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The messages society is giving us are changing. We're told to open up and talk about our feelings now, as opposed to the stiff upper lip mentality of before. We're told to break out of the man box, that it's okay for boys to cry now. In a time where everyone will probably know someone affected by mental illness (one in four of us will, to be precise), this change in tune is vital. But when you think about it, the mainstream is only just catching up with what alternative culture has known for decades.
Emo is a celebration of everything we feel: love, hate, pain, angst, and just not being okay, backed by the power of the riffs and drum fills that seem to feel exactly what its vocalist feels. In the time in your life when the grown-ups tell you your feelings don't matter because you're young and you don't really know things, emo has allowed many an adolescent to feel like someone understands. It gives us a safe place to let all our feelings out. With all it has done for alternative culture, it's no wonder it has spurned a culture - a lifestyle, even - all of its own, as no subgenre has ever done before. It's even been said that emo is a gang, and this is how you can join.
How Did It Start?
Although most people associate emo with the early to mid 2000s, what you may not know is that emo began to surface much earlier than that. It was actually the short-lived 1980s rock group Rites of Spring who are cited as the first 'emo' band, when most of the most recognisable legends of emo were still in elementary school. It is believed that the word 'emo' first came into usage in 1985, as a shortened version of "emotional hardcore" or "emocore." Ironically, it was used as a term of insult—not too far removed from its pejorative use even nowadays—that was later reclaimed.
Emo later began to spread from the Washington punk scene across the rest of the USA, and by the time it touched the San Francisco punk scene the first major emo pioneers blew up: Jawbreaker. Before Brendon Urie, Pete Wentz and Gerard Way, there was Blake Schwarzenbach, whose obscure, metaphorical and typically emotional lyrics cemented his position as the first emo idol. Though his band didn't stick around for long, their legacy certainly did, and paved the way for the next generation of emo upstarts.
The Days of Drive Thru and Vagrant
These two record labels did for emo what Fat Wreck Chords did for pop punk and Epitaph did for punk rock. Drive-Thru Records brought us the likes of The Starting Line and The Movielife at the turn of the century, and their partnership with MCA Records sent the genre into the stratosphere. Vagrant Records was another label way ahead of its time, rivaling Warped Tour by sending all the bands on its roster on a nationwide tour of the US in the summer of 2001 - how's the sound of Alkaline Trio, Saves The Day and Dashboard Confessional amongst many others, all on one stage? And though it may seem totally normal to us in the digital age, Vagrant kept itself ahead of the rest by using the Internet as a promotional tool. Thanks to these labels, emo was on its way to becoming huge.
Emo Goes Mainstream
Come 2002, and emo was everywhere. We had The Get Up Kids, Taking Back Sunday and Thursday blow up, bands signed to major labels, and the signature emo look began to evolve. Think big glasses without prescription lenses, dyed black hair, long fringes and second hand clothes, and you were all the rage. Arguably, however, its real golden era was in the days of the affectionately known Emo Trinity: you know, the days when you could still hear the guitar in Fall Out Boy songs, when Panic! At The Disco still had four members, and when My Chemical Romance still made music (no, you're crying.) Band t-shirts were in, alongside rubber wristbands and the tightest black skinnies you could find. Still, there's one other remarkable band that you can't talk about emo without mentioning, and that band is Paramore, who brought a splash of colour to a mostly black-clad scene and proved that emo wasn't just a boys' game.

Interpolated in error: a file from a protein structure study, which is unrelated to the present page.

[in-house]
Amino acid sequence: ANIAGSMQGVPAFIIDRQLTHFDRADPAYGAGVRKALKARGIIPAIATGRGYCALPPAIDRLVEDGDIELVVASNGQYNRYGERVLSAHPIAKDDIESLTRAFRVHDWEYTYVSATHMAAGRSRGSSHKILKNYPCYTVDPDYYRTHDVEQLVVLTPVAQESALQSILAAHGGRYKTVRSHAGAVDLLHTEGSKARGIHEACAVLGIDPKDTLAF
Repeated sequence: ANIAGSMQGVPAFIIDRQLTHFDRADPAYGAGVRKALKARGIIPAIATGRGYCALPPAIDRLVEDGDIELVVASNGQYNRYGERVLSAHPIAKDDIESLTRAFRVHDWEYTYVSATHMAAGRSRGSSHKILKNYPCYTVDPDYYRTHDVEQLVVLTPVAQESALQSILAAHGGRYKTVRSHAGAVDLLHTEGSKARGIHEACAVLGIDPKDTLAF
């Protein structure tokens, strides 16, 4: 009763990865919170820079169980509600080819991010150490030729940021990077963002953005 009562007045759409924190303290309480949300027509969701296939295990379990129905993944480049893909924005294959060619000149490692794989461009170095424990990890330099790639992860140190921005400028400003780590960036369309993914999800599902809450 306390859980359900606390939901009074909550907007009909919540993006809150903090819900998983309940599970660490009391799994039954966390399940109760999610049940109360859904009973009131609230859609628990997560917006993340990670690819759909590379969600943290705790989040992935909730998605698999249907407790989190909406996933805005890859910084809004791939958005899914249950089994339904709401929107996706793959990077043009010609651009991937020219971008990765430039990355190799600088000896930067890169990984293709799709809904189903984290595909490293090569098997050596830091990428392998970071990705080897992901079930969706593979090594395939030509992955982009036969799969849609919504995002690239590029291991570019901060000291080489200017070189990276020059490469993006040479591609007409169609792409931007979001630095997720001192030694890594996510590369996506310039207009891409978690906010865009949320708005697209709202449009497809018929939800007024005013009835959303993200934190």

Decline and Underground Revival
By the late 2000s and early 2010s, emo went in some odd directions. It has since branched off into whole other genres: firstly, the "screamo" movement that blended into the surge of post-hardcore around this time, and more recently the "emo rap" (or Soundcloud rap) movement. Other bands stepped away from the genre just as the stereotypical yet untrue associations of suicide and self-harm began to surface, alongside the barrage of claims that belonging to rock and metal subcultures made you dangerous and unstable. Fall Out Boy went on hiatus in 2008 and returned five years later with a shiny new alt-pop sound, Paramore declared themselves 'genre neutral' and then there was 22nd March 2013. Let's not speak of that date. Despite this emo lives on: not just in the form of the underground revival headed up by Pianos Become The Teeth, Touche Amore and Modern Baseball, but as the gateway to the modern rock scene. There will always be kids who will find Sugar We're Going Down or I Write Sins Not Tragedies one day, and with that a community who will welcome them with open arms.
The Essential Albums
Rites of Spring - Rites of Spring (1985)
24 Hour Revenge Therapy - Jawbreaker (1994)
The Swiss Army Romance - Dashboard Confessional (2000)
Bleed American - Jimmy Eat World (2001)
Full Collapse - Thursday (2001)
Tell All Your Friends - Taking Back Sunday (2002)
Three Cheers For Sweet Revenge - My Chemical Romance (2004)
From Under The Cork Tree - Fall Out Boy (2005)
A Fever You Can't Sweat Out - Panic! At The Disco (2005)
Riot! - Paramore (2007)
You're Gonna Miss It All - Modern Baseball (2014)
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To read the "prequel," An Idiot's Guide To Pop Punk, click here: